The major findings of this study were that CSS inhibited mast cell degranulation, production of NO by mast cells and tracheobronchial epithelial cells, as well as expression of the dominant NOS isoform by these cells. We had hypothesised that the NOX-rich CSS might exert a negative feedback mechanism upon NO release from these epithelial and mast cells. The addition of scavengers did not inhibit the effect, nor did SNP, a NO donor mimic CSS, thus disproving this hypothesis. In addition, NOS inhibitors did not affect the response, indicating that the endogenous cellular production of NO was not involved in the response to CSS. Nicotine appeared reduce the ability of the A549 cell line to generate NOx, but this was not dose-dependent and was not seen in other cell lines. The significance of this apparently idiosyncratic response is unclear.

The effects of CSS shown here could not be attributed to the pharmacological activity of nicotine, but may to be related to oxidative free radicals as they are inhibited by N-acetyl-L-cysteine [44]. NAC, an anti-oxidant, has been studied quite extensively for its ability to exert protective effects. Because of its SH group, NAC scavenges H2O2 (hydrogen peroxide), OH (hydroxyl radical), and HOCl (hypochlorous acid). In addition, NAC reduces cellular production of pro-inflammatory mediators [43]. CSS causes a reduction in NOS expression, and the mechanism would therefore seem to be at the level of the gene. The inhibition of the effects of CSS by NAC would appear to be congruent with the observations that NAC can reduce DNA adducts, clastogenic changes and other cellular toxic effects caused by mutagens and cigarette smoke in in vitro and in animal models, reviewed in De Vries 1993 [43]. These observations have led to the use of NAC in clinical trials in an attempt prevent or reduce the risk of recurrence of cancers by using NAC and other anti-oxidants [44]. This study did not use additional methods to confirm that the effect of CSS was via reactive oxygen species and NAC has complex attributes with actions other than by acting purely as an anti-oxidant, e.g. mucolytic activity, L-cysteine donation, and these could also play a role in modulating the effects of cigarette smoke [44].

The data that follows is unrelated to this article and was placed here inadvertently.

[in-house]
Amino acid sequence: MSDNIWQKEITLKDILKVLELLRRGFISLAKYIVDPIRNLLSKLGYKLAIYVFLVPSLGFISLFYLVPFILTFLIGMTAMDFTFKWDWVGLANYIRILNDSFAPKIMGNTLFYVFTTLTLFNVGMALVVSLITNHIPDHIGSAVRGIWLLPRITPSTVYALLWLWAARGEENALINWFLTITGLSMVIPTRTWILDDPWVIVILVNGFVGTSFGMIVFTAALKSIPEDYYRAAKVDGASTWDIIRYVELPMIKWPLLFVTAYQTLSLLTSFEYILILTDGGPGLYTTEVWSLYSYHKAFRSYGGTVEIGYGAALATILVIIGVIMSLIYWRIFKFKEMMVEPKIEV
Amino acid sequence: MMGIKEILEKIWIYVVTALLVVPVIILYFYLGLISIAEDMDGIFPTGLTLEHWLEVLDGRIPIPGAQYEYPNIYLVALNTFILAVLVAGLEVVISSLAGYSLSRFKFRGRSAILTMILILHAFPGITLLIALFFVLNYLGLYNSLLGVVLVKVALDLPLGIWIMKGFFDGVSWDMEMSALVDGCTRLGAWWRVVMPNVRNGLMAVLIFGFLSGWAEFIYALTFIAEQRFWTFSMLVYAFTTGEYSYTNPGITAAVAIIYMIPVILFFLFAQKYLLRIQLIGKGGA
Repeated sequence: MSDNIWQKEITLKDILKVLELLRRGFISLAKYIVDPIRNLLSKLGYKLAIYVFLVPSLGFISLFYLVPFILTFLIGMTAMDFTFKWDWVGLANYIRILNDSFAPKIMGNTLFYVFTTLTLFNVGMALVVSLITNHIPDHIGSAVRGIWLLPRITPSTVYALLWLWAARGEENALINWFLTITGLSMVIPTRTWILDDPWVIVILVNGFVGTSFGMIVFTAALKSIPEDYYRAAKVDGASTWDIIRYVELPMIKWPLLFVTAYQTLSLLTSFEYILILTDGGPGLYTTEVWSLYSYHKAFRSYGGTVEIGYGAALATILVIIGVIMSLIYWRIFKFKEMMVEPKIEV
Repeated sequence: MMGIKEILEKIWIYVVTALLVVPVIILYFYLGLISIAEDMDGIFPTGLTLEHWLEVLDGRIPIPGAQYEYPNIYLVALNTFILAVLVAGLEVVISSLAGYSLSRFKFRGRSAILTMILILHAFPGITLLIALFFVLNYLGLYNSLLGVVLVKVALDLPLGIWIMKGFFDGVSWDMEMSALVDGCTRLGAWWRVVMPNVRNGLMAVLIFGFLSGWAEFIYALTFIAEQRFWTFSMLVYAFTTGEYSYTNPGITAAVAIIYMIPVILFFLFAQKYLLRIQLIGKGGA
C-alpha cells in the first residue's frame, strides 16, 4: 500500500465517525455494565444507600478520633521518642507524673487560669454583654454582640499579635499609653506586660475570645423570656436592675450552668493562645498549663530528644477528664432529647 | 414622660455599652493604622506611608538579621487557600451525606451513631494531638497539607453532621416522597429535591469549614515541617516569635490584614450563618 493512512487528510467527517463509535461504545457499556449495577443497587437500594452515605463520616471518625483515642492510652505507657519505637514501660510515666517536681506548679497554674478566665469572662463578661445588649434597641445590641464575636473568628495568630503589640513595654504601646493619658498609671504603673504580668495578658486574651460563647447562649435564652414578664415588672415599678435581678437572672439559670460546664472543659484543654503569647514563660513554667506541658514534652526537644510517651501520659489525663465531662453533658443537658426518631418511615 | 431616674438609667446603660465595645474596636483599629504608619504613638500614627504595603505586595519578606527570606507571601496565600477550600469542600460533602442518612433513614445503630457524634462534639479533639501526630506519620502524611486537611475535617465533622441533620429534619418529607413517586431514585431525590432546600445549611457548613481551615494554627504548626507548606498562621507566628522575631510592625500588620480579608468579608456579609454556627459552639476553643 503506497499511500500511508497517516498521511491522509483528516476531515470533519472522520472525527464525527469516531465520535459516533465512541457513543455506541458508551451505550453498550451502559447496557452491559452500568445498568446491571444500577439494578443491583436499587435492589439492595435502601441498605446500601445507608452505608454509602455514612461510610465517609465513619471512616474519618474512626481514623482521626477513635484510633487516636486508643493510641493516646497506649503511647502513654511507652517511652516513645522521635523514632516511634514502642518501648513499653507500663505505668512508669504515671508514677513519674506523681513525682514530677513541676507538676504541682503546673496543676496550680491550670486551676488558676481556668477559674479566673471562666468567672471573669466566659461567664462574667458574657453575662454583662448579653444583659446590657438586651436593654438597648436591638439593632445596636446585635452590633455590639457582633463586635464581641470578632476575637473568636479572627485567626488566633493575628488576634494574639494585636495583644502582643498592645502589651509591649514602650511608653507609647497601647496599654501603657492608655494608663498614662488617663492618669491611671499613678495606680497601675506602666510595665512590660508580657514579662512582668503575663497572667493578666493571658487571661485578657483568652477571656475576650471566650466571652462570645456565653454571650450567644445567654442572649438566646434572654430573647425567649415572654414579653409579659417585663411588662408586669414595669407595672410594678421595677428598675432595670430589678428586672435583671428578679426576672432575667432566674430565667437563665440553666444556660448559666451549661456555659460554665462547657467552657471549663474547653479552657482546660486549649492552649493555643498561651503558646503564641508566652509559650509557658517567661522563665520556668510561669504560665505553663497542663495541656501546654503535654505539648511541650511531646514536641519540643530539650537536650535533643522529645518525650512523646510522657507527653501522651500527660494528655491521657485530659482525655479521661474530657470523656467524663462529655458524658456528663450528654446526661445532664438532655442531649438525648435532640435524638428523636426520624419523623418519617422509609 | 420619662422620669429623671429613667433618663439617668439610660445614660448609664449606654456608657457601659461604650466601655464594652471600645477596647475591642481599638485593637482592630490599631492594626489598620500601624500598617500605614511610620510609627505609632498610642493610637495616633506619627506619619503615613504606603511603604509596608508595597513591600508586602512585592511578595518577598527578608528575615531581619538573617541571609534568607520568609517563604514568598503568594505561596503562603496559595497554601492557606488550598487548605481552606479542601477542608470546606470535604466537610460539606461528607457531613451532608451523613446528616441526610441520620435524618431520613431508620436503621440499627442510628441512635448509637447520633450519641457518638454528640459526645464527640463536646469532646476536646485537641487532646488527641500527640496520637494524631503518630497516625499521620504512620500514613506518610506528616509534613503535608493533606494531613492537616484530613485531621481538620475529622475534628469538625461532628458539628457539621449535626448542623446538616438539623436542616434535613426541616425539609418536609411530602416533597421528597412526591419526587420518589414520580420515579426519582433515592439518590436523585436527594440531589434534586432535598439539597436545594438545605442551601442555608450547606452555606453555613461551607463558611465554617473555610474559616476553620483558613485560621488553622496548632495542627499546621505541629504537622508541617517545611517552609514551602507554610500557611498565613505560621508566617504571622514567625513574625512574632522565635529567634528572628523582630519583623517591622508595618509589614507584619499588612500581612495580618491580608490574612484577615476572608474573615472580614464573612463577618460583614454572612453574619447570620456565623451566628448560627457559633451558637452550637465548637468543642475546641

Abbreviations

AEC: 

airway epithelial cells

CSS: 

cigarette smoke solution

eNOS: 

endothelial nitric oxide synthase

iNOS: 

inducible nitric oxide synthase

NAC: 

N-acetyl-L-cysteine

NHTBE: 

normal human tracheal bronchial epithelial cells

NO: 

nitric oxide

PCR: 

polymerase chain reaction

Declarations

Acknowledgements

This work was supported by the NHMRC, Australia, Asthma New South Wales, and a generous donation from the Lee family.

Authors’ Affiliations

(1)
Inflammation Research Unit, Faculty of Medicine, School of Pathology, UNSW
(2)
Department of Respiratory Medicine, Prince of Wales Hospital

References

  1. Hoffman D, Wynder EL: Chemical constituents and bioactivity of tobacco smoke. In Tobacco, A Major International Health Hazard. Edited by: Zaridge DG, Peto R. International Agency for Research on Cancer, World Health Organisation, Oxford University Press, London; 1986:145–165.Google Scholar
  2. Guerin MR: Chemical composition of cigarette smoke. Banbury report. A safe cigarette?. Edited by: Gori GB, Bock FG. Cold Spring Harbour Laboratory, New York; 1980:191–204.Google Scholar
  3. Kharitonov SA, Robbins RA, Yates D, Keatings V, Barnes PJ: Acute and chronic effects of cigarette smoking on exhaled nitric oxide. Am J Respir Crit Care Med 1995, 152:609–612.View ArticlePubMedGoogle Scholar
  4. Schilling J, Holzer P, Guggenbach M, Gyurech D, Marathia K, Geroulanos S: Reduced endogenous nitric oxide in the exhaled air of smokers and hypertensives. Eur Respir J 1994, 7:467–471.View ArticlePubMedGoogle Scholar
  5. Yates DH, Breen H, Thomas PS: Passive smoke inhalation decreases exhaled nitric oxide in normal subjects. Am J Respir Crit Care Med 2001,164(6):1043–1046.View ArticlePubMedGoogle Scholar
  6. Su Y, Han W, Giraldo C, De Li Y, Block ER: Effect of cigarette smoke extract on nitric oxide synthase in pulmonary artery endothelial cells. Am J Respir Cell Mol Biol 1998,19(5):819–825.View ArticlePubMedGoogle Scholar
  7. Kawakami T, Galli SJ: Regulation of mast-cell and basophil function and survival by IgE. Nature Reviews. Immunology 2002,2(10):773–86.View ArticlePubMedGoogle Scholar
  8. Erbagci Z, Erkilic S: Can smoking and/or occupational UV exposure have any role in the development of the morpheaform basal cell carcinoma? A critical role for peritumoral mast cells. Int J Dermatol 2002,41(5):275–8.View ArticlePubMedGoogle Scholar